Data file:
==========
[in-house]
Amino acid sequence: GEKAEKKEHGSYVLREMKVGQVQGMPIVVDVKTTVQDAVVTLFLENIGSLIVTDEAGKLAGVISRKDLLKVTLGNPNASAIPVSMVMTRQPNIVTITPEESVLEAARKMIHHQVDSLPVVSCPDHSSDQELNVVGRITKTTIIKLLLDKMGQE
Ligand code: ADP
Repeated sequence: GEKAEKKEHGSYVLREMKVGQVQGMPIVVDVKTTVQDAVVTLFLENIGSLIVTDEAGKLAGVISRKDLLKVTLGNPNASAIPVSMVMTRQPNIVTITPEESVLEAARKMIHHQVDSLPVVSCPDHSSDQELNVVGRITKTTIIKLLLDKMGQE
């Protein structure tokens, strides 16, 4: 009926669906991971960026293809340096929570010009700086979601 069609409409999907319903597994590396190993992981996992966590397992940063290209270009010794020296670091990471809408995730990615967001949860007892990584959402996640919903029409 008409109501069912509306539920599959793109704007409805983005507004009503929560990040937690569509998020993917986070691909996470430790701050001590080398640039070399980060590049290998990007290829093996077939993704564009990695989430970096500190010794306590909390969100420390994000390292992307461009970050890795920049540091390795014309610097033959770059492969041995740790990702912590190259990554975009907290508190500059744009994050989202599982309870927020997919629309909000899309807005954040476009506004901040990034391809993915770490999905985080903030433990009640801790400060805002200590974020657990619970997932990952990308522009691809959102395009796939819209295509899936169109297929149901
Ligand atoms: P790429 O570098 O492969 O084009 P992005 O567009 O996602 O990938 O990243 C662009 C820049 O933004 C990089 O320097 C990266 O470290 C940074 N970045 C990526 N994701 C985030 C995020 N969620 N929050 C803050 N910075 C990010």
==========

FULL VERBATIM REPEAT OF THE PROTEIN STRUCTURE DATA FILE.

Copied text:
[in-house]
Amino acid sequence: GEKAEKKEHGSYVLREMKVGQVQGMPIVVDVKTTVQDAVVTLFLENIGSLIVTDEAGKLAGVISRKDLLKVTLGNPNASAIPVSMVMTRQPNIVTITPEESVLEAARKMIHHQVDSLPVVSCPDHSSDQELNVVGRITKTTIIKLLLDKMGQE
Ligand code: ADP
Repeated sequence: GEKAEKKEHGSYVLREMKVGQVQGMPIVVDVKTTVQDAVVTLFLENIGSLIVTDEAGKLAGVISRKDLLKVTLGNPNASAIPVSMVMTRQPNIVTITPEESVLEAARKMIHHQVDSLPVVSCPDHSSDQELNVVGRITKTTIIKLLLDKMGQE
């Protein structure tokens, strides 16, 4: 009926669906991971960026293809340096929570010009700086979601 069609409409999907319903597994590396190993992981996992966590397992940063290209270009010794020296670091990471809408995730990615967001949860007892990584959402996640919903029409 008409109501069912509306539920599959793109704007409805983005507004009503929560990040937690569509998020993917986070691909996470430790701050001590080398640039070399980060590049290998990007290829093996077939993704564009990695989430970096500190010794306590909390969100420390994000390292992307461009970050890795920049540091390795014309610097033959770059492969041995740790990702912590190259990554975009907290508190500059744009994050989202599982309870927020997919629309909000899309807005954040476009506004901040990034391809993915770490999905985080903030433990009640801790400060805002200590974020657990619970997932990952990308522009691809959102395009796939819209295509899936169109297929149901
Ligand atoms: P790429 O570098 O492969 O084009 P992005 O567009 O996602 O990938 O990243 C662009 C820049 O933004 C990089 O320097 C990266 O470290 C940074 N970045 C990526 N994701 C985030 C995020 N969620 N929050 C803050 N910075 C990010």